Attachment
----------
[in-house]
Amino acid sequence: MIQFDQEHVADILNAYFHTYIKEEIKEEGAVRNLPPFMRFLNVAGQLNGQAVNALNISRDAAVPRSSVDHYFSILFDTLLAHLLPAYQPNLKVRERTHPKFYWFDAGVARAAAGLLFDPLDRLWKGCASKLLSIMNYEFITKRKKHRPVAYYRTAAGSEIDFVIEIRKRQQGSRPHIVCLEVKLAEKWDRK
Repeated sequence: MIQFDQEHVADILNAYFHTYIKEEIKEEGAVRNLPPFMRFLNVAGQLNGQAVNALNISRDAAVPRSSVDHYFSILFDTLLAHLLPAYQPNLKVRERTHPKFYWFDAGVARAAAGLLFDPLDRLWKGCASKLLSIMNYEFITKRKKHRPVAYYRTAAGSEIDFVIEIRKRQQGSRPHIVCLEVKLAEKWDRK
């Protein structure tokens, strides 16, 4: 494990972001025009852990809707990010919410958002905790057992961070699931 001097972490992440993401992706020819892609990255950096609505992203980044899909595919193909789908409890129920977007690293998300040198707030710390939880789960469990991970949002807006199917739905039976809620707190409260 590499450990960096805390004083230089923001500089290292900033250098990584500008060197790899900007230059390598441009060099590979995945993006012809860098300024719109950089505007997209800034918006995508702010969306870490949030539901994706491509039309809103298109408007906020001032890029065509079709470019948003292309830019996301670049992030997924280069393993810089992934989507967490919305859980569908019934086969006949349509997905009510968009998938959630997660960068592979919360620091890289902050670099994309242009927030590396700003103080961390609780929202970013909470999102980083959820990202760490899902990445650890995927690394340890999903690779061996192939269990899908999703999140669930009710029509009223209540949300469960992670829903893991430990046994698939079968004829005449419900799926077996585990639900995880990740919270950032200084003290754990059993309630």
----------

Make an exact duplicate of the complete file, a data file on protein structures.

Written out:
[in-house]
Amino acid sequence: MIQFDQEHVADILNAYFHTYIKEEIKEEGAVRNLPPFMRFLNVAGQLNGQAVNALNISRDAAVPRSSVDHYFSILFDTLLAHLLPAYQPNLKVRERTHPKFYWFDAGVARAAAGLLFDPLDRLWKGCASKLLSIMNYEFITKRKKHRPVAYYRTAAGSEIDFVIEIRKRQQGSRPHIVCLEVKLAEKWDRK
Repeated sequence: MIQFDQEHVADILNAYFHTYIKEEIKEEGAVRNLPPFMRFLNVAGQLNGQAVNALNISRDAAVPRSSVDHYFSILFDTLLAHLLPAYQPNLKVRERTHPKFYWFDAGVARAAAGLLFDPLDRLWKGCASKLLSIMNYEFITKRKKHRPVAYYRTAAGSEIDFVIEIRKRQQGSRPHIVCLEVKLAEKWDRK
């Protein structure tokens, strides 16, 4: 494990972001025009852990809707990010919410958002905790057992961070699931 001097972490992440993401992706020819892609990255950096609505992203980044899909595919193909789908409890129920977007690293998300040198707030710390939880789960469990991970949002807006199917739905039976809620707190409260 590499450990960096805390004083230089923001500089290292900033250098990584500008060197790899900007230059390598441009060099590979995945993006012809860098300024719109950089505007997209800034918006995508702010969306870490949030539901994706491509039309809103298109408007906020001032890029065509079709470019948003292309830019996301670049992030997924280069393993810089992934989507967490919305859980569908019934086969006949349509997905009510968009998938959630997660960068592979919360620091890289902050670099994309242009927030590396700003103080961390609780929202970013909470999102980083959820990202760490899902990445650890995927690394340890999903690779061996192939269990899908999703999140669930009710029509009223209540949300469960992670829903893991430990046994698939079968004829005449419900799926077996585990639900995880990740919270950032200084003290754990059993309630």